(Unless I'm out with a certain Mr MacKenna - powerful paddler + N/kapp = speed-king! Nothing a drogue or sea-anchor won't fix of course - - - )

Ahhh - but then he's burnt out at nights while U mike are still ready to party so I've been told!

I'm also looking into buying a sea kayak - was thinking plastic I have to say - just need to test one out now - unless I can find a nice second hand boat at a reasonable price. Mike (smooth talker that he is)has also persuaded me to invest in some sea boats for the Club - just need to gauge club members opinions and persuade the doubters amongst them that sea kayaking is exciting. Not worried about the storage aspect if we are evicted from our boatshed cause I have a garage that can easily store a nice sea boat or 2!

Helen

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MikeB
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Helen

Post by MikeB » Thu Feb 12, 2004 10:09 pm

1) Mr McKenna - burnt out : ah yes. The youth can't take it. I mean, after a nice fast 36km day, and a few kms hiking round Rona, what the point of having a nice bothy on Raasay if one goes to bed at 9.30 - the old man was still wanting to party and the yofs were sleeping!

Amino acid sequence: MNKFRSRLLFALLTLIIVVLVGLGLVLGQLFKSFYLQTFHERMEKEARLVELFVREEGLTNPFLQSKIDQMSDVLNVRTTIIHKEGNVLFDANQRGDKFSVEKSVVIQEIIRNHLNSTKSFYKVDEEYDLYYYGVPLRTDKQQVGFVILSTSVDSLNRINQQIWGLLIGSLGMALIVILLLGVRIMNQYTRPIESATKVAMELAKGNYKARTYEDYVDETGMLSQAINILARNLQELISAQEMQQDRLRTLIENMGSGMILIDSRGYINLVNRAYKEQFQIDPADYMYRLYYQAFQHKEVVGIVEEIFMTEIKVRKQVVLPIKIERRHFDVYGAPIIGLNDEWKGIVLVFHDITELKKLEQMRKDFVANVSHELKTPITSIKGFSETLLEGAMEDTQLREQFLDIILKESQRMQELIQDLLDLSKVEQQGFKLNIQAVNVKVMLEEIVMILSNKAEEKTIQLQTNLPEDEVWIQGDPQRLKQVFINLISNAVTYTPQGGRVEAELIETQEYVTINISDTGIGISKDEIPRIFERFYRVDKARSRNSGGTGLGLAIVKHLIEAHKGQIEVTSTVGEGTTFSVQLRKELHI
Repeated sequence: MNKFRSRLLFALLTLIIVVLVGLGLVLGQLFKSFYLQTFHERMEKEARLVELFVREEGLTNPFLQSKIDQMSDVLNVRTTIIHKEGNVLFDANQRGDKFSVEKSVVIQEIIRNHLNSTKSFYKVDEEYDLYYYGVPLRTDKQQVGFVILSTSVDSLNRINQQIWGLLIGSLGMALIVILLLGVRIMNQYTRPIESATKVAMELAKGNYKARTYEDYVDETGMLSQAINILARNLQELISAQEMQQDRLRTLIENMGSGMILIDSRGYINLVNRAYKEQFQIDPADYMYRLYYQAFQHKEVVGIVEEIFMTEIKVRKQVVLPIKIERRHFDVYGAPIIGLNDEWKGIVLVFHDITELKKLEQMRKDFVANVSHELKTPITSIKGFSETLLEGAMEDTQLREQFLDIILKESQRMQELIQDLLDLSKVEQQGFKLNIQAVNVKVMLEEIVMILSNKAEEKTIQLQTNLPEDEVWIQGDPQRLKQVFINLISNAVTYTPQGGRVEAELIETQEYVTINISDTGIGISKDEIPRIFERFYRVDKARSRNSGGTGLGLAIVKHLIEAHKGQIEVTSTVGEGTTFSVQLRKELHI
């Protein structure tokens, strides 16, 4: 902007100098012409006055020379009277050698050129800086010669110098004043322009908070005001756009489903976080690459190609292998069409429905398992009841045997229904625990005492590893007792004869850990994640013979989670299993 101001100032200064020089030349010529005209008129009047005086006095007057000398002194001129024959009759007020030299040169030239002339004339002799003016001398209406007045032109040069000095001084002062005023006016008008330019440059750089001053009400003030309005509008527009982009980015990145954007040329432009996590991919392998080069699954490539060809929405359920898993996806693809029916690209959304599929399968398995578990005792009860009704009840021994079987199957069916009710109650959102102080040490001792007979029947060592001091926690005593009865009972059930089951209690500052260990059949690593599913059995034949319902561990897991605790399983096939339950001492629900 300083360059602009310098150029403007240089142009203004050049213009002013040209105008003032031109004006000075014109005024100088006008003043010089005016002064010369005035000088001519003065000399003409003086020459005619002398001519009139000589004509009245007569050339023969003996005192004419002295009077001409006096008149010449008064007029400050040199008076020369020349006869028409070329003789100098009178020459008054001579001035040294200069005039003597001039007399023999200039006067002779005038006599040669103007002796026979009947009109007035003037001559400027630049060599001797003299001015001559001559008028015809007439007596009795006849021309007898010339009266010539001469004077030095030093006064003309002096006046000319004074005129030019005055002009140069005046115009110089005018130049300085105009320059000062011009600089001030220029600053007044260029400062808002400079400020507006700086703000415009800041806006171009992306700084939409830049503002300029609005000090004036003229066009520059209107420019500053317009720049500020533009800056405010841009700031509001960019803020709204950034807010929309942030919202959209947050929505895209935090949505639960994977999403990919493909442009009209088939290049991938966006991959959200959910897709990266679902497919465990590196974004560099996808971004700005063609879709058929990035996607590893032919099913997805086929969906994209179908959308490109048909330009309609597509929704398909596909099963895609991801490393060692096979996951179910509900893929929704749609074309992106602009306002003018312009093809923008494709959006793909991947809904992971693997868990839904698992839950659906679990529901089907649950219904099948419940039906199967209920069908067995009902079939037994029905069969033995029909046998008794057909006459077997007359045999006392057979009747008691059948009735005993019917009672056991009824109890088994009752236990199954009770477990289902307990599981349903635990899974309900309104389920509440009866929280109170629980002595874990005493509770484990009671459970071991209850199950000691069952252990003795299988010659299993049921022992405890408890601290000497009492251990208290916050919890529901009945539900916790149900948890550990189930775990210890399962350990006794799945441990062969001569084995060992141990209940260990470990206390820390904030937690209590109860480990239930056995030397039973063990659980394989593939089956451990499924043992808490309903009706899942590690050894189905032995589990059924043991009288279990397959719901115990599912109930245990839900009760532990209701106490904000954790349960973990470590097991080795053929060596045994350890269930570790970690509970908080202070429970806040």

2) Plastic for Helen : nothing wrong with them - Id recommend them for you quite happily!

3) Club plastic boats - exciting : Pity you weren't with us on the Forth that day!! That was exciting! Anyway, it's a "different sort" of exciting - and it's not all about adrenelin anyway!

Mike.

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seismicscot
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Plastic Kayaks

Post by seismicscot » Thu Feb 19, 2004 12:21 am

If you are wanting to explore rock gardens and ride the surf, then go for plastic - it can handle the knocks far better than any compo boat. However, if you just want to go from A to B over open water, then you can't beat a sleek (and expensive) composite boat.